By opening up comment capability to your site visitors, you let them know that you’re listening and you value their insight. They’ll show their appreciation by engaging in conversation with you, and each comment creates an opportunity for you to further showcase your expertise or direct visitors to other related content.

Low Quality

This one should really be first, but I opted to place it at the end in hopes that it sticks with you.

It’s never ok to opt for quantity over quality when it comes to content marketing. Ever heard of Google? If you answered “no,” please leave the site immediately.

Google takes quality of content into high regard when ranking your site and the content therein. It’s critical that you only create and distribute high quality content.

In addition to Google knocking your site down a few pegs, your site visitors will see right through poor quality content. The goal is obviously to engage your visitors and get them to engage with your content. If the content you’re feeding them has spelling and grammar errors, isn’t factually accurate or is otherwise awful, your bounce rate is going to head through the roof.

If you only choose to take one piece of advice from this article to heart, it should be this one. Poor quality is unacceptable on so many levels. So make sure you have a team in place to create high quality stuff that really connects.

If you know a colleague struggling to find ways to increase engagement for the content they create and promote, send them this article or share it on social media. (See, you shared it. These tactics work!)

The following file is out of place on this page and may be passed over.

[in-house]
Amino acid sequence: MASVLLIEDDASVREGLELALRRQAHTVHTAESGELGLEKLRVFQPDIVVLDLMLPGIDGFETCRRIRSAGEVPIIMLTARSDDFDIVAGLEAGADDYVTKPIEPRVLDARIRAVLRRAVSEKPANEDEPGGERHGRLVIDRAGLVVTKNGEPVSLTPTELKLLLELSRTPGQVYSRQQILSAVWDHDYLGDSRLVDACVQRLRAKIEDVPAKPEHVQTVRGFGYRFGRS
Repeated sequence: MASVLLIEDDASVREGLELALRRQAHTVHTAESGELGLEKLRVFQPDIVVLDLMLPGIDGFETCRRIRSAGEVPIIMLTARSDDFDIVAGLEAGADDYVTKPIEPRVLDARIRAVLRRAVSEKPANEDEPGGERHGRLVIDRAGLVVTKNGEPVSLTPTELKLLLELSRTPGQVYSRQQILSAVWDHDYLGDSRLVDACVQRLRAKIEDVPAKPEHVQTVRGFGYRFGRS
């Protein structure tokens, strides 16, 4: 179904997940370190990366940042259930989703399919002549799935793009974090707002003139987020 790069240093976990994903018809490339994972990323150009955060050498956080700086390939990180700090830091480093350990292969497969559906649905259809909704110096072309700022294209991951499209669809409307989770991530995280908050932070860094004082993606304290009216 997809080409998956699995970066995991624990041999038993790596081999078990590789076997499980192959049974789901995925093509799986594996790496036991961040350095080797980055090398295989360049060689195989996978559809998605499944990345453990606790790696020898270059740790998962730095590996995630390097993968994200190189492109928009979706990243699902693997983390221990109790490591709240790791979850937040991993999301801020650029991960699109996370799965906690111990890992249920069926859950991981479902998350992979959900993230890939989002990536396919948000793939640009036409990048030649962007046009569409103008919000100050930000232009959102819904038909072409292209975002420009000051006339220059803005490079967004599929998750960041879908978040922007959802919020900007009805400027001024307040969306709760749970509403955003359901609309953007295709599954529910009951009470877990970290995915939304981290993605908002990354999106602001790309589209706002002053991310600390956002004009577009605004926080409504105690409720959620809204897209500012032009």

If you enjoyed this article, check out more related advice in our content marketing category.


Anthony Gaenzle
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5 thoughts on “Why Your Content Doesn’t Connect With Your Target Audience”

  1. Anthony,
    Each journey begins with the first step.
    Unless you take action, you will not know what direction to take.
    There is a lot of mixed reactions about why a particular content strategy may not work.
    Bottom line is – you cannot escape the small things. Tell your audience to take a particular action on your blog post, article, or landing page.
    Do it over and over again in an interesting way so as not to appear spammy.
    Keep the hustle grind up.
    Do not give up.
    Keep writing.
    Then buckle up to share as often as possible.

    • You’re 100% correct. Content marketing is a journey, and it should be approached with the thought process that mistakes will happen along the way, but those mistakes are more like opportunities to strengthen your content strategy.

      Your advice to “keep writing” is the best two-word combo any content marketer can read. It’s so true. Don’t give up. Keep producing quality content. Keep adjusting your processes and promotional strategies, and gradually you will see the results roll in!

      Thanks for the comment!

  2. Thanks Anthony! Good points. Just because the sign-up box is right there, doesn’t mean people will do it. The call to action is so important. Did you ever have someone telling you about a product or service and they explain it all really well and then that’s it? And you say, “ok see ya” and they are wondering how come you didn’t buy it but they never asked! Meanwhile you are wondering how come they spent all that time telling you about something that isn’t even for sale!

    • Thanks, Patt. I completely understand the situation you’ve described, and I’ve run into it on at least a few occasions. You want to say, “thanks for that amazing explanation, best of luck to you” and then move on. CTAs are so important, but often overlooked.